405 F2d 94 Stone v. Stone III

405 F.2d 94

Daisy B. STONE, Appellant,
Edley Craighill Nicholas STONE and Richard Fielding Stone, III, Appellees.

No. 12576.

United States Court of Appeals Fourth Circuit.

Argued October 10, 1968.

Decided November 29, 1968.

Richard F. Stone, Lynchburg, Va., for appellant.

William Rosenberger, Jr., Lynchburg, Va., for appellees.

Before SOBELOFF, BRYAN and BUTZNER, Circuit Judges.

SOBELOFF, Circuit Judge:


This case presents an interesting question concerning the proper coordination of the jurisdictional requirements of the Judicial Code in diversity cases with provisions of the Federal Rules of Civil Procedure favoring liberal joinder of claims and parties.


Plaintiff Daisy Stone brought an action in the United States District Court for the Western District of Virginia against her daughter-in-law and grandson, relying upon diversity of citizenship and the requisite amount in controversy as the basis for federal jurisdiction.1 She is a citizen of California and the defendants are citizens of Virginia. In her complaint, Mrs. Stone alleged that she had created separate trusts for the purpose of providing for the education of her granddaughter Edley C. Stone and her grandson Richard F. Stone, III. The latter is a defendant in this action. Edley C. N. Stone, the other defendant, is the daughter-in-law of the plaintiff and the mother of the two grandchildren for whose benefit the plaintiff established the trusts. Edley C. Stone, the granddaughter, is not a party as she has moved to Tennessee and is not subject to the jurisdiction of the court.


The complaint alleged that both trusts have terminated and that, according to the terms of the trust instruments, the remaining trust assets reverted to the plaintiff but have been misappropriated by the defendants. Inexplicably, the certificates of corporate stock which were donated to the trusts were not transferred to the trustee's name but were placed and permitted to remain in the names of the trust beneficiaries. Defendant Edley C. N. Stone is charged in one count of the complaint with unlawfully and wilfully diverting from the plaintiff the stock which had been held in trust for Edley C. Stone's benefit. Of the total damages sought, the amount attributable to this claim is $8,321.05.


In a second count, the defendant grandson, Richard F. Stone, III, is charged with wrongfully refusing to endorse to the plaintiff the stock certificates which were part of the trust established for his benefit. Edley C. N. Stone, mother of the grandchildren, is alleged to have "aided and abetted" this tortious conduct and is named co-defendant in this count of the complaint. The value of this stock, including accumulated dividends, for which the plaintiff seeks redress is $5,583.00.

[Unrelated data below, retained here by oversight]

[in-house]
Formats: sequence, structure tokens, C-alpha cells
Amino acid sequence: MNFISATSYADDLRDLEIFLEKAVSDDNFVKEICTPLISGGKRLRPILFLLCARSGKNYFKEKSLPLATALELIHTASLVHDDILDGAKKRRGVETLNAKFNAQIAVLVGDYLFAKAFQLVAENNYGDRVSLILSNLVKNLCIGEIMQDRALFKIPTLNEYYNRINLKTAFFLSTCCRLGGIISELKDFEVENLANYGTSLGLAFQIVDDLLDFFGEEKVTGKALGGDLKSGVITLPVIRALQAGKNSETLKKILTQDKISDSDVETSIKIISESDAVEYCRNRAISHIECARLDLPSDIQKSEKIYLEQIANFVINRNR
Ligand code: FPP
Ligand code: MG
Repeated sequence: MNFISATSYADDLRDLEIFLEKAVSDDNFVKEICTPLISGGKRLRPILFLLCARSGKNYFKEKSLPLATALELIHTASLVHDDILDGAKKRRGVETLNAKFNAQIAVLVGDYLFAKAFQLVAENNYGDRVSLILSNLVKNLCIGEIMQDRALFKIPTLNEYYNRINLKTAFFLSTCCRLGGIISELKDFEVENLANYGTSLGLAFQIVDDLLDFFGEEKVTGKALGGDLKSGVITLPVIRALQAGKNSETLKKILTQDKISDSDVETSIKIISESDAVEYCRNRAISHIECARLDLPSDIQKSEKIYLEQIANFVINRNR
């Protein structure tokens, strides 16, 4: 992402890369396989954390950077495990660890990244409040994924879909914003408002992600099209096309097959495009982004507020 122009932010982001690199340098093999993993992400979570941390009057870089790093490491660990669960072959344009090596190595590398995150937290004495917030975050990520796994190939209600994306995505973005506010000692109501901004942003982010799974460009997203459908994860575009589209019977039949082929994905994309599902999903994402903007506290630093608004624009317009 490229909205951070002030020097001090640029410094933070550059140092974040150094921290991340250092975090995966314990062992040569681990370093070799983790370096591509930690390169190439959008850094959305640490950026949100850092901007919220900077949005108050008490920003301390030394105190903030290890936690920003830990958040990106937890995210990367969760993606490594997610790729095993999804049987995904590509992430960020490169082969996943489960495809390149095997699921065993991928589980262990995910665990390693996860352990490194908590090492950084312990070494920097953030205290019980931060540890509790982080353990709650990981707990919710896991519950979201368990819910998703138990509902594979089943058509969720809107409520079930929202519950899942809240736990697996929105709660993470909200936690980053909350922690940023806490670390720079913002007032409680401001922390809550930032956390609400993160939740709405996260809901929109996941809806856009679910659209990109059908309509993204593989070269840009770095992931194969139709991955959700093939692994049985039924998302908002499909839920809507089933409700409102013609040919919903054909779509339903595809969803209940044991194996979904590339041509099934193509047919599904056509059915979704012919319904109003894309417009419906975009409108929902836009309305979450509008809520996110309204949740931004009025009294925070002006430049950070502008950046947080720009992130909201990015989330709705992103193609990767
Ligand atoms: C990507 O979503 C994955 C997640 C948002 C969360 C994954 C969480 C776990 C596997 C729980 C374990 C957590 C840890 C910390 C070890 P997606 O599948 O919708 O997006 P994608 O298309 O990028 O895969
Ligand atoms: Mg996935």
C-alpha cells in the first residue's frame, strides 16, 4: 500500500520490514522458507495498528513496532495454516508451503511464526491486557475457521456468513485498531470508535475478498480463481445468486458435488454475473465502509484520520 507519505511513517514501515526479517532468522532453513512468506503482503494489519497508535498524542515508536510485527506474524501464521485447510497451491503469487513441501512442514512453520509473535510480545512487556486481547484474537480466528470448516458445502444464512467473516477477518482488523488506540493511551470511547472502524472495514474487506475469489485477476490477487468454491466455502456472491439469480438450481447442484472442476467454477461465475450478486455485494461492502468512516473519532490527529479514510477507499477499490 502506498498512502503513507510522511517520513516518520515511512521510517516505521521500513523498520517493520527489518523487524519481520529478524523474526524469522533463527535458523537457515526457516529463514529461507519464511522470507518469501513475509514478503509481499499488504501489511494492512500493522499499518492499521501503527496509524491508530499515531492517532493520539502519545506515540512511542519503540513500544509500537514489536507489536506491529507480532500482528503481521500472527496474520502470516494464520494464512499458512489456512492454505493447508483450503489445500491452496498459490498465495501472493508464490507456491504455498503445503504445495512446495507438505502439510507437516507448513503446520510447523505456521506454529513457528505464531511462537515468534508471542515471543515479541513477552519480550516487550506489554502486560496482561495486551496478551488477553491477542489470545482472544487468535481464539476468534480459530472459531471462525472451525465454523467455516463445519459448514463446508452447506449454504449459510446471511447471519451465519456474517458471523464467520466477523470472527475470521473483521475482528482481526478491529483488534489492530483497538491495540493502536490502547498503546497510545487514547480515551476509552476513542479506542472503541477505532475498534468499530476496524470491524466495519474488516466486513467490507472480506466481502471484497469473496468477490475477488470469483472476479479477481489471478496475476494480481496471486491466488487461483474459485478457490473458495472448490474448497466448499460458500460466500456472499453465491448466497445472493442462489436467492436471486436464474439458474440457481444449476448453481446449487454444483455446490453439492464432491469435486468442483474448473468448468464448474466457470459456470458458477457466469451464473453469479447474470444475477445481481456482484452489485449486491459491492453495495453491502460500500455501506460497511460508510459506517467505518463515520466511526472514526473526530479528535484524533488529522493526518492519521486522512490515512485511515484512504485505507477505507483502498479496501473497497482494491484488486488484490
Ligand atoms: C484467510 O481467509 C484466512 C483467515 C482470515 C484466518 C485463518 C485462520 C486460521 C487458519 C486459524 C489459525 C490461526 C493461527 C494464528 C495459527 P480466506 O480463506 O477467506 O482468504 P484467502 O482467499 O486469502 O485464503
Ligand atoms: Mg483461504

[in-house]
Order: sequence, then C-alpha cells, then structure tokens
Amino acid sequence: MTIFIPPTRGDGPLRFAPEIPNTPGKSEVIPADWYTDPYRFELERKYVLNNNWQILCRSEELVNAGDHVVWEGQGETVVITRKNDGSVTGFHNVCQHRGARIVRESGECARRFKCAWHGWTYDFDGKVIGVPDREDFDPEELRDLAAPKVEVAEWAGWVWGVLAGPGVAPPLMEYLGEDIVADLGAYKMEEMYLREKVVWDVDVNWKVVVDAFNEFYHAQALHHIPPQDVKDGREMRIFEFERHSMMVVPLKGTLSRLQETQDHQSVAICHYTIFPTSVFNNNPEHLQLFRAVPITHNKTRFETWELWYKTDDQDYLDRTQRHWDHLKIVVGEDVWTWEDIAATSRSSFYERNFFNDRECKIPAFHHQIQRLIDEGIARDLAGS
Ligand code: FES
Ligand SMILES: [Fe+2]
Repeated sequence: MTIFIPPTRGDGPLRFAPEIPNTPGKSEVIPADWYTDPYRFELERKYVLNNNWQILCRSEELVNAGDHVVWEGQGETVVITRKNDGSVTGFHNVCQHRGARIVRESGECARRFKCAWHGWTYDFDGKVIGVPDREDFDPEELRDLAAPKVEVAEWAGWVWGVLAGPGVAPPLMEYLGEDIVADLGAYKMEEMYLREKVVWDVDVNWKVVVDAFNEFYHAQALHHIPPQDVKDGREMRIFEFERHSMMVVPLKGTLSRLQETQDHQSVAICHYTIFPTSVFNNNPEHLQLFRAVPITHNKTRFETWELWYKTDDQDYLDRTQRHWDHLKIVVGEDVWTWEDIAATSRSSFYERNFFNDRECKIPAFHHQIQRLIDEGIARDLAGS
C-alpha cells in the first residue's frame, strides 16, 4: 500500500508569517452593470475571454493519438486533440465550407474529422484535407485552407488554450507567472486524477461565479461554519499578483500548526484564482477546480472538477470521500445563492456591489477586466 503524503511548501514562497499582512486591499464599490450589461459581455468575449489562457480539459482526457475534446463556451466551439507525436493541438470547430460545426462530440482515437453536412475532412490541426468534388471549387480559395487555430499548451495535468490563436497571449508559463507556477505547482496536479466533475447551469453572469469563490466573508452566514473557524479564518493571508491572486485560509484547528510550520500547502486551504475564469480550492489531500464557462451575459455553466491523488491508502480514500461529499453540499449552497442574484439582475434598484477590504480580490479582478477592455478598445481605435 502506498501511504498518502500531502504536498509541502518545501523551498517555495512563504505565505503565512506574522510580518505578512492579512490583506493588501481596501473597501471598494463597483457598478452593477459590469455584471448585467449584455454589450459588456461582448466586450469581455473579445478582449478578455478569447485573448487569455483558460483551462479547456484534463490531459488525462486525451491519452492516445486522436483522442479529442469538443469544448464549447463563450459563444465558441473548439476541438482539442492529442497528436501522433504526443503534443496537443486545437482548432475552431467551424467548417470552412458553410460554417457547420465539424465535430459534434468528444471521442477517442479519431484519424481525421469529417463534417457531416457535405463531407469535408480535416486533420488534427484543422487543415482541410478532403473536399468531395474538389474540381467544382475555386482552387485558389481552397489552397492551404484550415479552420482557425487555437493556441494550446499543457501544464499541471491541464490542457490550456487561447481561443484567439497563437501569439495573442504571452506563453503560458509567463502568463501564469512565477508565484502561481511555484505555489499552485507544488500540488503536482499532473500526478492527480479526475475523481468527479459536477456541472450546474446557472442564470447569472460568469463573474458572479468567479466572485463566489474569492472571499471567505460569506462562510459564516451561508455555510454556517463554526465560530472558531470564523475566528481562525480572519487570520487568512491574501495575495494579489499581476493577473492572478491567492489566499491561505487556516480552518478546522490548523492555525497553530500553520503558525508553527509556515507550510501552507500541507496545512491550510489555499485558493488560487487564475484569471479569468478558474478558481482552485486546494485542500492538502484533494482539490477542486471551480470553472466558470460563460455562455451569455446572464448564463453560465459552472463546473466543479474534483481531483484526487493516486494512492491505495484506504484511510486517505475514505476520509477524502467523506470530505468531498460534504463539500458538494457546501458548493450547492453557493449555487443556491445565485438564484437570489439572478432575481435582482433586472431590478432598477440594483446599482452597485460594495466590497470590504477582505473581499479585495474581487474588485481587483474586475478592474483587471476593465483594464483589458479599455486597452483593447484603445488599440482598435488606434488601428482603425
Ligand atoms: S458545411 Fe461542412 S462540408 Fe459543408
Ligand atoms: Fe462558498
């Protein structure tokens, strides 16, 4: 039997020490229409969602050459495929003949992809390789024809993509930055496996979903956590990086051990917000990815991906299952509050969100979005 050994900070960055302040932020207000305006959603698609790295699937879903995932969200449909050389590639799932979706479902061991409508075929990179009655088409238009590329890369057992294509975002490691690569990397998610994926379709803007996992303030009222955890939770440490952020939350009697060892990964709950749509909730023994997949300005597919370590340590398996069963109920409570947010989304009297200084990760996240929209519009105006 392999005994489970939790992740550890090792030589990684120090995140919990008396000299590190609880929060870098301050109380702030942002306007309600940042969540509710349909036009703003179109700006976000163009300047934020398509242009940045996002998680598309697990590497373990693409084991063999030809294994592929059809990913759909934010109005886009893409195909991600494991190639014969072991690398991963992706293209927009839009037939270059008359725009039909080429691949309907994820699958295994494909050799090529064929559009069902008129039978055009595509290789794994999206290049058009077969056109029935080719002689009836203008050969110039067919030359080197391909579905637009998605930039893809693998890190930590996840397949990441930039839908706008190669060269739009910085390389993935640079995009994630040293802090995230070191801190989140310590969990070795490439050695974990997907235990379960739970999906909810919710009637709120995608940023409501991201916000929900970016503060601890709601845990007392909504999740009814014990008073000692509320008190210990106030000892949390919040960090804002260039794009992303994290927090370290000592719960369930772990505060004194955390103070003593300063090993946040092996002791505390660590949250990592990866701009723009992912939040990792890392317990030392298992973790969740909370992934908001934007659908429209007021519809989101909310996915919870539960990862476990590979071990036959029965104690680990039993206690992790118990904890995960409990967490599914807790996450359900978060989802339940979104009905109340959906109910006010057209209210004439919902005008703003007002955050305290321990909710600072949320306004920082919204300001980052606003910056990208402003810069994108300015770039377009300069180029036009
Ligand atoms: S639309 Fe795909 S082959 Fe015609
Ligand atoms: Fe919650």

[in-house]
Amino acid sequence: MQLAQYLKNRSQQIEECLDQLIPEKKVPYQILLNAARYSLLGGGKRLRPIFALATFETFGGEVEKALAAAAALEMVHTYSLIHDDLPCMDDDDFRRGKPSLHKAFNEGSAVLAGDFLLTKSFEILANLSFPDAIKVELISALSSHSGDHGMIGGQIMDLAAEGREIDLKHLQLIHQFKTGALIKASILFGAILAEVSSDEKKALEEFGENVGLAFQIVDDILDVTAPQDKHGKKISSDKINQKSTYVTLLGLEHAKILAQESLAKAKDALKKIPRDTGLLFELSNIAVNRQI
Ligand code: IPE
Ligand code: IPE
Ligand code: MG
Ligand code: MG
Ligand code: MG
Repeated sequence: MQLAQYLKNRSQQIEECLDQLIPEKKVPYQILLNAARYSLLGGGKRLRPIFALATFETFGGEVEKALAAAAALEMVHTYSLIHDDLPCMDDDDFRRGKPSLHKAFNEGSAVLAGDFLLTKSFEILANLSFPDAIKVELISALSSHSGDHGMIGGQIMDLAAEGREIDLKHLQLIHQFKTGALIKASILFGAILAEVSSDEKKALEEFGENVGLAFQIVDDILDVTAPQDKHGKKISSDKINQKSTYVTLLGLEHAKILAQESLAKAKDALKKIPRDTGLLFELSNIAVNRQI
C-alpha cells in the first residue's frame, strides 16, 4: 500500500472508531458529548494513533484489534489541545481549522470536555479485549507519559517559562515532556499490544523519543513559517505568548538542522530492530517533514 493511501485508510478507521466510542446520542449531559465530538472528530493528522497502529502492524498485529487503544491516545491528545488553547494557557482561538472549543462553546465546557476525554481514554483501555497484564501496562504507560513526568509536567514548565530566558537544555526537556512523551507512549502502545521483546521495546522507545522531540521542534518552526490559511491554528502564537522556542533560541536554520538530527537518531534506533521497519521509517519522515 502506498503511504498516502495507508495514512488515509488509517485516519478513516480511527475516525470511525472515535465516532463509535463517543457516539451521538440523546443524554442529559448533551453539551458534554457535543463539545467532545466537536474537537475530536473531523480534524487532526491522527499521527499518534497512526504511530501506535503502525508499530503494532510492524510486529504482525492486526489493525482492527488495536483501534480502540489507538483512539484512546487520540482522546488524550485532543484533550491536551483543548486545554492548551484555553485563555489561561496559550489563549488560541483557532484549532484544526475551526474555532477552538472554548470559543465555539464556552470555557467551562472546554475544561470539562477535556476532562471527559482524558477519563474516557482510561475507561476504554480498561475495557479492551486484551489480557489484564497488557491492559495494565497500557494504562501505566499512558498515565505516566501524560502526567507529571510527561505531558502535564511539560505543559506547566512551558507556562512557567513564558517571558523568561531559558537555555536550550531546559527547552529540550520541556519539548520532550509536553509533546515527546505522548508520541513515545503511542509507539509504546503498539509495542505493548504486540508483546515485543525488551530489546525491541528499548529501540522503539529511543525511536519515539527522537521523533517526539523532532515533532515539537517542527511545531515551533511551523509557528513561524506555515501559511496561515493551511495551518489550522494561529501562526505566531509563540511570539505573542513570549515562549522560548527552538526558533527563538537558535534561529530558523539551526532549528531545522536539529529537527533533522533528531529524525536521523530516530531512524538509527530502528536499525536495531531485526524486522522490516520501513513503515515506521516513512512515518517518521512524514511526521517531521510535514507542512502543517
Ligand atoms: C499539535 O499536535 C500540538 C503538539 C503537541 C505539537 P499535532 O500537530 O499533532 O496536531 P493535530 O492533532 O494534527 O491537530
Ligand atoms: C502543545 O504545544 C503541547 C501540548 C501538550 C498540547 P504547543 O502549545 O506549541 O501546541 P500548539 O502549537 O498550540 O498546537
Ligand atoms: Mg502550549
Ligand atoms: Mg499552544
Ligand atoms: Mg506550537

Both defendants moved to dismiss for lack of the the requisite jurisdictional amount on the theory that distinct claims against several defendants may not be aggregated for the purpose of satisfying the jurisdictional requirement. The District Judge concluded that the defendants' point was well taken and ordered dismissal of the action. The plaintiff appeals.


We think the case should not have been dismissed for lack of jurisdiction. The plaintiff has stated two separate claims against her daughter-in-law and a single claim against her grandson. Rule 18 of the Federal Rules of Civil Procedure permits the claims against the daughter-in-law to be joined in a single action. Under the rule, a plaintiff may join "as many claims, legal, equitable, or maritime, as he has against an opposing party." The fact that joinder is permitted does not of course mean that the requisite amount in controversy is present. However, it is settled law that a plaintiff may aggregate his claims against an opposing party and thereby satisfy the monetary requirement for federal jurisdiction. Barron & Holtzoff, Federal Practice and Procedure, § 24, at 117 n. 56.4 (Rules ed. 1960); 1 Moore, Federal Practice ¶ 0.97, at 882 (2d ed. 1964); Wright, Federal Courts, § 36, at 102 (1963). See, e. g., Alberty v. Western Surety Co., 249 F.2d 537 (10 Cir. 1957); Pearson v. National Society of Public Accountants, 200 F.2d 897 (5 Cir. 1953); Snyder v. Wylie, 239 F.Supp. 999 (W.D.N.C.1965). Judge Chesnut, speaking for this court in Provident Mutual Life Insurance Co. of Philadelphia v. Parsons, 70 F.2d 863, 864 (4 Cir. 1934), stated that "a single plaintiff having several claims, each less than the jurisdictional amount, may properly combine them for the purpose of establishing the requisite amount in controversy where they can be properly joined in one suit."


The District Court therefore had jurisdiction to entertain the claims against the defendant Edley C. N. Stone, since their aggregate is in excess of $10,000.



The question remains whether the plaintiff's claim against Richard F. Stone, III, may be litigated in the District Court along with the claims against his mother. For reasons to be stated, we conclude that the District Court also has jurisdiction to decide the claim against him.